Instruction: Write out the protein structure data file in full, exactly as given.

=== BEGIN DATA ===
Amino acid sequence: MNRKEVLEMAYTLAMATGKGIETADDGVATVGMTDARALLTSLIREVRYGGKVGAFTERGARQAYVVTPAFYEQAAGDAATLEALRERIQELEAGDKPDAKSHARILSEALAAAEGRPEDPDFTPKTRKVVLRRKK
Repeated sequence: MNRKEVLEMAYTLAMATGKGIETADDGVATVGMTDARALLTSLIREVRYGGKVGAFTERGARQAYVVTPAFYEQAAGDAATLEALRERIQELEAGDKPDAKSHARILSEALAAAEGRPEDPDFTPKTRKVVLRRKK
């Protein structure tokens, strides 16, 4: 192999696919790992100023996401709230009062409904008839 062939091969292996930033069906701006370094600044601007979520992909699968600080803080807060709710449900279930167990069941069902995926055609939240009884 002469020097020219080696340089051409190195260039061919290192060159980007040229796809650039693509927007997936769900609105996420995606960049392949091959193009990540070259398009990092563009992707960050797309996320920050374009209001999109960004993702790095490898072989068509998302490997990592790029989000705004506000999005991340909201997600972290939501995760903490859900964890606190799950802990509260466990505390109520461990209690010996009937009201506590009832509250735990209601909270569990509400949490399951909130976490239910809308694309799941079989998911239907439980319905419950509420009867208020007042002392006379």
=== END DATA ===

Amino acid sequence: MNRKEVLEMAYTLAMATGKGIETADDGVATVGMTDARALLTSLIREVRYGGKVGAFTERGARQAYVVTPAFYEQAAGDAATLEALRERIQELEAGDKPDAKSHARILSEALAAAEGRPEDPDFTPKTRKVVLRRKK
Repeated sequence: MNRKEVLEMAYTLAMATGKGIETADDGVATVGMTDARALLTSLIREVRYGGKVGAFTERGARQAYVVTPAFYEQAAGDAATLEALRERIQELEAGDKPDAKSHARILSEALAAAEGRPEDPDFTPKTRKVVLRRKK
């Protein structure tokens, strides 16, 4: 192999696919790992100023996401709230009062409904008839 062939091969292996930033069906701006370094600044601007979520992909699968600080803080807060709710449900279930167990069941069902995926055609939240009884 002469020097020219080696340089051409190195260039061919290192060159980007040229796809650039693509927007997936769900609105996420995606960049392949091959193009990540070259398009990092563009992707960050797309996320920050374009209001999109960004993702790095490898072989068509998302490997990592790029989000705004506000999005991340909201997600972290939501995760903490859900964890606190799950802990509260466990505390109520461990209690010996009937009201506590009832509250735990209601909270569990509400949490399951909130976490239910809308694309799941079989998911239907439980319905419950509420009867208020007042002392006379």